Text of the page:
Five Questions: Washington County Schools Curriculum Coordinator Melinda Carr

Brandon Paykamian • Updated Jan 18, 2019 at 9:19 AM

Over the years, Melinda Carr, Washington County Schools’ pre-K-4 curriculum director, has held multiple positions working in the field of education after obtaining her bachelor’s degree in education and her master’s degree in instructional leadership from East Tennessee State University. 

Last week, the Kingsport native and Sullivan North High School alumna emailed the Johnson City Press to tell us more about her hobbies, interests, career and her opinions on education. 

Carr Briefly: 

Favorite local restaurant: Cootie Browns

Favorite book (s): “High-quality children's literature is my favorite. I enjoy reading aloud to students and my daughter.” 

Plans after local education: Traveling with family and publishing picture books for young children.

Pet Peeves: “Texting while driving and cell phone use during family gatherings.” 

Hobbies: “I enjoy gardening, camping and mountain biking.” 

What led you to work in Washington County Schools and what do you think makes the system unique? 

I am very proud and honored to work in Washington County Schools. I take great pride in working for a school district that excels academically. We exceed the state average in achievement and we’re ranked first among other surrounding county school districts. I appreciate the fact that Washington County Schools hold teachers and staff accountable for high expectations. There is a strong emphasis on professional development. The district takes steps to ensure that professional development focuses on effective teaching and learning strategies. The school sites are safe and have intellectually stimulating learning environments. Students feel respected and connected with the staff and are engaged in learning. The district achieves all this within a budget that reflects lower than the average state per-pupil expenditure.

Can you tell us a bit about your role with the schools over the years?

I served in the field of education for the past 15 years as a classroom teacher, instructional coach and district curriculum coordinator. During my 17 years in the Washington County School System, I’ve been a classroom teacher, administrator, school-level coach, district curriculum coordinator and coach in the Read to be Ready Network. With a commitment to implementing strong instructional practices, I support administrators, teachers, and students by using research-based strategies. I assist with curriculum needs, professional development, analyzing data and implementing rigorous educational programs throughout the district.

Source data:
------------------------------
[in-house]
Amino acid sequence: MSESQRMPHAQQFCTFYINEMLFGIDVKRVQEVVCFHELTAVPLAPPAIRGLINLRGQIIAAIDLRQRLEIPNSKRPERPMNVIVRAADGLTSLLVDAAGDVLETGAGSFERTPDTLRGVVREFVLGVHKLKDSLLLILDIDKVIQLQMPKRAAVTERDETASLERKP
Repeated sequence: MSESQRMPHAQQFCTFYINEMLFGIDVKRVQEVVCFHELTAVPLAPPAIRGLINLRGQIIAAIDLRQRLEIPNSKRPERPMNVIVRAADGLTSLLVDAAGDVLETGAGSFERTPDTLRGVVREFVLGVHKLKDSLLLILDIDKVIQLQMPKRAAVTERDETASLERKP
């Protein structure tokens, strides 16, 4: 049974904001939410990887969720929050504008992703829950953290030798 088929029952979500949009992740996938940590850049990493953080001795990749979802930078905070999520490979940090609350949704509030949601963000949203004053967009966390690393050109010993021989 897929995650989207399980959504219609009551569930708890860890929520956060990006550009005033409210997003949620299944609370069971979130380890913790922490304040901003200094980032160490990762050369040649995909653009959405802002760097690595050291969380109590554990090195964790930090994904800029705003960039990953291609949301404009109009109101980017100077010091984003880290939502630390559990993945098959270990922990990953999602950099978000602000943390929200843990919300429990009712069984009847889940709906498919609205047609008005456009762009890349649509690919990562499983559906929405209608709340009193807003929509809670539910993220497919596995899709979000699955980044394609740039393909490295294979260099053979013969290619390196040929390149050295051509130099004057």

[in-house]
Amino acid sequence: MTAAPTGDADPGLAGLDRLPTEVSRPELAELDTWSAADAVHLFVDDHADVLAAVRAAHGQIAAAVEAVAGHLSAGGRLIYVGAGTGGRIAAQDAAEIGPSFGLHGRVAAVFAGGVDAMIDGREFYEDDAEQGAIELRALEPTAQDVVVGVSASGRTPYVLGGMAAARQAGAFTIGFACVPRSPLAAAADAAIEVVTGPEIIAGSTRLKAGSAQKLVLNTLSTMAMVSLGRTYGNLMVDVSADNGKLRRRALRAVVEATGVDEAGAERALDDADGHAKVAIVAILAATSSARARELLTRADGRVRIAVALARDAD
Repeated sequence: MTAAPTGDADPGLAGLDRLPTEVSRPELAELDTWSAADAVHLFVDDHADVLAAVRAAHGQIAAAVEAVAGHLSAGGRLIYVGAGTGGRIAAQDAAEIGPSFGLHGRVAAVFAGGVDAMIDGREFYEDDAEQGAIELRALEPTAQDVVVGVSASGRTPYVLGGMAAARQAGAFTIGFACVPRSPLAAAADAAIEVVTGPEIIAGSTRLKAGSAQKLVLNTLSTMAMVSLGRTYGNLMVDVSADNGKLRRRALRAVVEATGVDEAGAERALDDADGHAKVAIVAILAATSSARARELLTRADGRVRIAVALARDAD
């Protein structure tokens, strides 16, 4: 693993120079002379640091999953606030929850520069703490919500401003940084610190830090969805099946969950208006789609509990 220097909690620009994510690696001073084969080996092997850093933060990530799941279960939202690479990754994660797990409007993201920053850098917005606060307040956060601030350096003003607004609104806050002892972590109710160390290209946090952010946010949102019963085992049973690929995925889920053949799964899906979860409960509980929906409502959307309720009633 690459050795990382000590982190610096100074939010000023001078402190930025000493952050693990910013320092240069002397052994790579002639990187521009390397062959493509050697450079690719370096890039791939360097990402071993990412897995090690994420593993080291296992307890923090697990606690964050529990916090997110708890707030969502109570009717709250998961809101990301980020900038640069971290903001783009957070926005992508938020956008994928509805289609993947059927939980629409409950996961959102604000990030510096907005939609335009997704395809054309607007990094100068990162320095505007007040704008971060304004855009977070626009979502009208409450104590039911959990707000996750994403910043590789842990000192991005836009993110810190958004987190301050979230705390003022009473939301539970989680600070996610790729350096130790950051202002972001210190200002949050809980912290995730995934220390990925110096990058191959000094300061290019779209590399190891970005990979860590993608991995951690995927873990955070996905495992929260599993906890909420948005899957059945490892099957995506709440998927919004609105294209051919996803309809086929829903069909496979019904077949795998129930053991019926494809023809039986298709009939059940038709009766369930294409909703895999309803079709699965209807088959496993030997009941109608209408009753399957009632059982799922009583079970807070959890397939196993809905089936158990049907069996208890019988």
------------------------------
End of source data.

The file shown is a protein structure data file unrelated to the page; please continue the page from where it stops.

What do you think are the biggest challenges facing students and teachers in public schools today? 

I believe one of the biggest challenges facing public education is funding. Budget cuts have created huge problems for most public schools in recent years. Less funding means smaller staffs, fewer resources and a lower number of services for students.

What qualities do you think an educator should have? 

Teachers need strong interpersonal skills, such as communication, patience and flexibility. 
This will enable them to work productively with their colleagues, administrators, parents and students. Teachers also need to be able to build trusting relationships with students in order to create a safe, positive and productive learning environment. An empathic and patient teacher can help students learn and grow effectively in their education. Lastly, they must have a dedication to teaching or passion for the work, which includes a commitment to students’ success.

Who inspires you most in life and in your career?  

Over the course of my 17 years as an educator, there have been a lot of people who have had a tremendous influence on my life, and all have had an impact on my practice. One, however, stands out as my greatest teacher — my daughter. She has been tremendously influential in my evolution as a practitioner. Being a mother has made me a better teacher. It has made me more conscious of a parent’s point of view, and it’s increased my patience and understanding in the classroom. I am more flexible and forgiving and see students through a more empathetic lens.

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